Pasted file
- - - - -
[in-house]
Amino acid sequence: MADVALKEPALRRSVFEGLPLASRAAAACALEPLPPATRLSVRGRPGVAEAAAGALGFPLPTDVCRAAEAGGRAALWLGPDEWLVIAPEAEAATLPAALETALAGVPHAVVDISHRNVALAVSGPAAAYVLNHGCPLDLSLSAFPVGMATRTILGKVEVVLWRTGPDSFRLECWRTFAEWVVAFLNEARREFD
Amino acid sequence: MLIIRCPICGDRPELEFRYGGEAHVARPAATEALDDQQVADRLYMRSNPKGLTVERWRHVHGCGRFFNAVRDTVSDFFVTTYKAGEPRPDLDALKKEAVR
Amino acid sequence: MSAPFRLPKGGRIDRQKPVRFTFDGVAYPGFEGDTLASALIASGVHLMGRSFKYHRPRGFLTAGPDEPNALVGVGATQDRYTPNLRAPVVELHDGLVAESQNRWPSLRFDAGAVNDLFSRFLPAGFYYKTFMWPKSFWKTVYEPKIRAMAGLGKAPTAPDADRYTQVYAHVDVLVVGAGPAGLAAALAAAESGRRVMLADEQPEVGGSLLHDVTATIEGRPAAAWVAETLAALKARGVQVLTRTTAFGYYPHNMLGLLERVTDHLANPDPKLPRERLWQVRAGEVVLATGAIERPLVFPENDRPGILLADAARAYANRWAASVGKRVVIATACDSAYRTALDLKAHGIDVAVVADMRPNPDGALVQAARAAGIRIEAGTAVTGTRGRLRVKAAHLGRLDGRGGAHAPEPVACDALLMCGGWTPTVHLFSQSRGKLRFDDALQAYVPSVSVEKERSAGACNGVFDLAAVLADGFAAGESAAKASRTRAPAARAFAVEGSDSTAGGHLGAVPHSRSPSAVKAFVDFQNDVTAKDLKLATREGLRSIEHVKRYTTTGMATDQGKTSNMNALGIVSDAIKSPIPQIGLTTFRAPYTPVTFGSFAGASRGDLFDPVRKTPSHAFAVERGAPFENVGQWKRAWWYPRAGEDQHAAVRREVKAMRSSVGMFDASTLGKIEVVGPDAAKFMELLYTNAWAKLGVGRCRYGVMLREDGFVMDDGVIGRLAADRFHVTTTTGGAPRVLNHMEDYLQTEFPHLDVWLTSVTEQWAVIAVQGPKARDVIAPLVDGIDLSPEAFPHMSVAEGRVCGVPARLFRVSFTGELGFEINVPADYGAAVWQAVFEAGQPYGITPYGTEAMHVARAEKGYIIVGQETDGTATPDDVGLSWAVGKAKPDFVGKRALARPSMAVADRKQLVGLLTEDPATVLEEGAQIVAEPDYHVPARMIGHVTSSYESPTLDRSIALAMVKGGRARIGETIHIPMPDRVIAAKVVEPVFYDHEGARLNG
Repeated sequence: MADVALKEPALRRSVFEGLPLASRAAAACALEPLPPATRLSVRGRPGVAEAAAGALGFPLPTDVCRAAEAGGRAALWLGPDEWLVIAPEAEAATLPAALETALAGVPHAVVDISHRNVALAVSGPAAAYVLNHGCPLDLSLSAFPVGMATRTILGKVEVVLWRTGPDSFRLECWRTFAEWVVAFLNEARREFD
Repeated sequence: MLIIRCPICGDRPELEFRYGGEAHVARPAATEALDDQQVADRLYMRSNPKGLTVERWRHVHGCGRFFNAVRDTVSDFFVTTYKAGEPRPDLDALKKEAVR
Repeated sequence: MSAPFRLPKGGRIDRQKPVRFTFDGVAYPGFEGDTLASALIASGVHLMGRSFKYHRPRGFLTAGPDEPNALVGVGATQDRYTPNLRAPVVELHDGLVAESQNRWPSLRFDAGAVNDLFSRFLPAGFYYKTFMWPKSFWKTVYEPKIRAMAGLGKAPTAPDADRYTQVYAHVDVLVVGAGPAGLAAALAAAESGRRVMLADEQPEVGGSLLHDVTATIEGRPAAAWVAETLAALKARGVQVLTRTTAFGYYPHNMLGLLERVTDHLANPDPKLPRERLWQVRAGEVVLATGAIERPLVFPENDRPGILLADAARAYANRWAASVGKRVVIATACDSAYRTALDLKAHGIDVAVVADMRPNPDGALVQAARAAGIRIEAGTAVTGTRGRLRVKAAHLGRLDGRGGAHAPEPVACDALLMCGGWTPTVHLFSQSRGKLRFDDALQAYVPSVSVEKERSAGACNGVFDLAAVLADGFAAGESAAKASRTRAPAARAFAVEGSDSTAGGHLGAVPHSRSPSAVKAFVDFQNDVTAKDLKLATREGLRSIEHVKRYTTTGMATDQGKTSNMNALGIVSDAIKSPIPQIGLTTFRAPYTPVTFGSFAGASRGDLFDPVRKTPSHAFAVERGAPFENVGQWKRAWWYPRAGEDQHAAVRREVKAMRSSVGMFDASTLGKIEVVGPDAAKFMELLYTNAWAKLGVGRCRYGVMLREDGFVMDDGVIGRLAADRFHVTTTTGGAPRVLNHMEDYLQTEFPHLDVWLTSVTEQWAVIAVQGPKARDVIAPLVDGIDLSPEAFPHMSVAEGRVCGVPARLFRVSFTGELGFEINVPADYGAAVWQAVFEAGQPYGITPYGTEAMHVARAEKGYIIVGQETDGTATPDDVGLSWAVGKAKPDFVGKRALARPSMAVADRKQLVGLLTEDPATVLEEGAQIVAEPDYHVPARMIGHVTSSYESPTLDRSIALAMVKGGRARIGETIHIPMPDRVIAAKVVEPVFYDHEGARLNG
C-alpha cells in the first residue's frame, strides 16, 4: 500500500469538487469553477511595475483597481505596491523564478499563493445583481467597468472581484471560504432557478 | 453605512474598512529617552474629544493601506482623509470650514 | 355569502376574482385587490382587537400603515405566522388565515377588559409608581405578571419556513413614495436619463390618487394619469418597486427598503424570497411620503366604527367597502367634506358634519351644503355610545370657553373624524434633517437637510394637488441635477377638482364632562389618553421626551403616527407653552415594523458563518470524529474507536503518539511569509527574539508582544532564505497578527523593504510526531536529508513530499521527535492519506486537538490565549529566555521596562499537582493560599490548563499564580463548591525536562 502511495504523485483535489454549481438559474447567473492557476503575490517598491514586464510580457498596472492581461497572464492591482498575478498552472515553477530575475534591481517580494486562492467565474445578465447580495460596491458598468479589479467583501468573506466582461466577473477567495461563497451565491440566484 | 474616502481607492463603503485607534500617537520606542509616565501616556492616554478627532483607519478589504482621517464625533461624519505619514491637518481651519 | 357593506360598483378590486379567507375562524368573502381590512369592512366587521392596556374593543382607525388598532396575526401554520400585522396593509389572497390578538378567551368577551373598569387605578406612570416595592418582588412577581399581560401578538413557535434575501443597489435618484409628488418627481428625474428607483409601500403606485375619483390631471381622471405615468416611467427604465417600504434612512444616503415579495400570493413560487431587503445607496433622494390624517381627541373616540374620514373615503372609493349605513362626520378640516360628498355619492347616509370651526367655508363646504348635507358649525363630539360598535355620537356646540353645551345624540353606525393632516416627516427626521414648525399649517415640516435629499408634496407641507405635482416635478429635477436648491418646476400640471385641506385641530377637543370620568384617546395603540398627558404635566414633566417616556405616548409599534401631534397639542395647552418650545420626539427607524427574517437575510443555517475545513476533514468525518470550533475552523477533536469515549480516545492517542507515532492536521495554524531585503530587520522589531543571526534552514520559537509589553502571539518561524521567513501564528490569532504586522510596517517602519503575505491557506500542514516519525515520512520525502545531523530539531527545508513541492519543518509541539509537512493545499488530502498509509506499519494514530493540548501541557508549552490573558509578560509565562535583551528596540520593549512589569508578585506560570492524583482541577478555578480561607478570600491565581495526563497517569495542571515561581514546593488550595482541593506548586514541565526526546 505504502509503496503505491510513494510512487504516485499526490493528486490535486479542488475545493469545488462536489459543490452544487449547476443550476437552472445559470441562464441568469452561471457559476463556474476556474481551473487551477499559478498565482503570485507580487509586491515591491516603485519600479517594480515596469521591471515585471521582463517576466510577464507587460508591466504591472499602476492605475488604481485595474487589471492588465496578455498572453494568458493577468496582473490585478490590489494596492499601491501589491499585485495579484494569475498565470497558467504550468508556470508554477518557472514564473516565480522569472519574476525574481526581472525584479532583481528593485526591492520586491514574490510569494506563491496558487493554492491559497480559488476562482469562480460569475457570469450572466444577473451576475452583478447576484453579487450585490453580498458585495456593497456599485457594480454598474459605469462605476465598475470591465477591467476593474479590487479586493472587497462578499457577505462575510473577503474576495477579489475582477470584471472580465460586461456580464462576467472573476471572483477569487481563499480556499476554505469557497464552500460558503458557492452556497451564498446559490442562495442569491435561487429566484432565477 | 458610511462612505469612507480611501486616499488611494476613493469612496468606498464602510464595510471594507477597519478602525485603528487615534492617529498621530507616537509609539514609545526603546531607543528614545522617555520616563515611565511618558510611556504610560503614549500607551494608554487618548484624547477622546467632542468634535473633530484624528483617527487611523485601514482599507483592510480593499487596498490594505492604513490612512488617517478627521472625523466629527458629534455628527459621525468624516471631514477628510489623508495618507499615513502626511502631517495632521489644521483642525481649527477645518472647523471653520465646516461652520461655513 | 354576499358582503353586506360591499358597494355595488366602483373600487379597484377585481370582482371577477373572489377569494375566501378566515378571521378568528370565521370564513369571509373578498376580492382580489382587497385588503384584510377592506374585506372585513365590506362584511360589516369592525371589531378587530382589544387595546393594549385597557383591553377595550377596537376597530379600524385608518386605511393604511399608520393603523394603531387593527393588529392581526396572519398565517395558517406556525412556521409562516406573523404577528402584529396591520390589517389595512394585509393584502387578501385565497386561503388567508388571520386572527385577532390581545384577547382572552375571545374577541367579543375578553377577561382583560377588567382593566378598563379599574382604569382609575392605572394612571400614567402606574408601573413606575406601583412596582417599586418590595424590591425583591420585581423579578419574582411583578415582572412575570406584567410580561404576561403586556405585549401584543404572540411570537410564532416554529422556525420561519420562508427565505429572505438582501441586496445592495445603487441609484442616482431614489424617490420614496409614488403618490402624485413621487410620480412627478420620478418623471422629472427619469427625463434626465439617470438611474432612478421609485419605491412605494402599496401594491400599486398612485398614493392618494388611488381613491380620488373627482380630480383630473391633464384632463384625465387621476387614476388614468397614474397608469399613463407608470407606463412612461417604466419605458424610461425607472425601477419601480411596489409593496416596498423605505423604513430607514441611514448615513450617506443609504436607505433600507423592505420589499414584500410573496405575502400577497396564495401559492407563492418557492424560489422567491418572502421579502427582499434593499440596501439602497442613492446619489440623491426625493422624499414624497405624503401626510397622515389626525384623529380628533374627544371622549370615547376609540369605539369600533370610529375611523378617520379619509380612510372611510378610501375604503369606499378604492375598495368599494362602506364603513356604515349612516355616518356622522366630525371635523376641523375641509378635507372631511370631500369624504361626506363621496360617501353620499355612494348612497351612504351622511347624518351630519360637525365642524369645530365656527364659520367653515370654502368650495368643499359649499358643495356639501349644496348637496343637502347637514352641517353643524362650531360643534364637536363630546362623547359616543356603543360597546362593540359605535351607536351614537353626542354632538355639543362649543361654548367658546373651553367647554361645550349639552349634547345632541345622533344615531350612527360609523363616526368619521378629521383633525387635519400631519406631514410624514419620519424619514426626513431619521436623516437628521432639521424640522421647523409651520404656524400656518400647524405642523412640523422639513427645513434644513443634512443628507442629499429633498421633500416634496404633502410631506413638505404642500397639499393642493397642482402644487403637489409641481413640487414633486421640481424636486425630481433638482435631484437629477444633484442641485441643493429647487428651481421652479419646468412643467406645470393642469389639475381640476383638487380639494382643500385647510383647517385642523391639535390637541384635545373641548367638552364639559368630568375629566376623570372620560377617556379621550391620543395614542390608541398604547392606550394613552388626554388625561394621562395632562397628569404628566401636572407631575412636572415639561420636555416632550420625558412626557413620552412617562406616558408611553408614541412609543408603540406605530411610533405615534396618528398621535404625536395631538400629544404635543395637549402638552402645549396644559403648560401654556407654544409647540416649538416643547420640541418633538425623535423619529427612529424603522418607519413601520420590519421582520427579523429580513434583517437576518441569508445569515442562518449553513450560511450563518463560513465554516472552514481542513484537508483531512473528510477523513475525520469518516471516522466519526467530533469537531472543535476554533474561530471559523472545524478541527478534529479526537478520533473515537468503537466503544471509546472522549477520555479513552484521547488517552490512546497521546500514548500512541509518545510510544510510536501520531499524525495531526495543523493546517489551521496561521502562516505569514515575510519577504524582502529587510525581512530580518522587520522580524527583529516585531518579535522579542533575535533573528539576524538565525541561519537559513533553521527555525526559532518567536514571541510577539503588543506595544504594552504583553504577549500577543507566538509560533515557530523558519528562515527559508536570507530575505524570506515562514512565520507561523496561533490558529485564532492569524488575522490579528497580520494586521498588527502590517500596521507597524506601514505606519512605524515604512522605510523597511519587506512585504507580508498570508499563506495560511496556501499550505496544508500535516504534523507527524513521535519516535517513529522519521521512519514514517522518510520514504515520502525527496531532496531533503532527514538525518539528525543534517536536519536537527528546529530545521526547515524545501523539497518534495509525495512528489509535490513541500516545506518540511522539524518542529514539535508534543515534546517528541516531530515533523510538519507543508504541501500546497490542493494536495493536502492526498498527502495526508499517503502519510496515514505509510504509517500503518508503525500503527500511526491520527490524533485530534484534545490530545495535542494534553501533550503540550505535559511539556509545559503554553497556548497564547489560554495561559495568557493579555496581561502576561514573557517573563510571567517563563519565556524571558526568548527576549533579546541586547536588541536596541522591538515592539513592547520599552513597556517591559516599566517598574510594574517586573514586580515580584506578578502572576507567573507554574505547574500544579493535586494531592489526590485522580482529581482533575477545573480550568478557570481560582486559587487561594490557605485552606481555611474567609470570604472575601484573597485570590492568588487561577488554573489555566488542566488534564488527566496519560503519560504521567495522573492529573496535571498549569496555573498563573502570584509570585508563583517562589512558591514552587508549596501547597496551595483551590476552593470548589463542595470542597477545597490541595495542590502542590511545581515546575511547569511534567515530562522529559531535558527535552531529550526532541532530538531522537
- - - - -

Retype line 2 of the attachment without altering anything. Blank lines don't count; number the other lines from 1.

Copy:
Amino acid sequence: MADVALKEPALRRSVFEGLPLASRAAAACALEPLPPATRLSVRGRPGVAEAAAGALGFPLPTDVCRAAEAGGRAALWLGPDEWLVIAPEAEAATLPAALETALAGVPHAVVDISHRNVALAVSGPAAAYVLNHGCPLDLSLSAFPVGMATRTILGKVEVVLWRTGPDSFRLECWRTFAEWVVAFLNEARREFD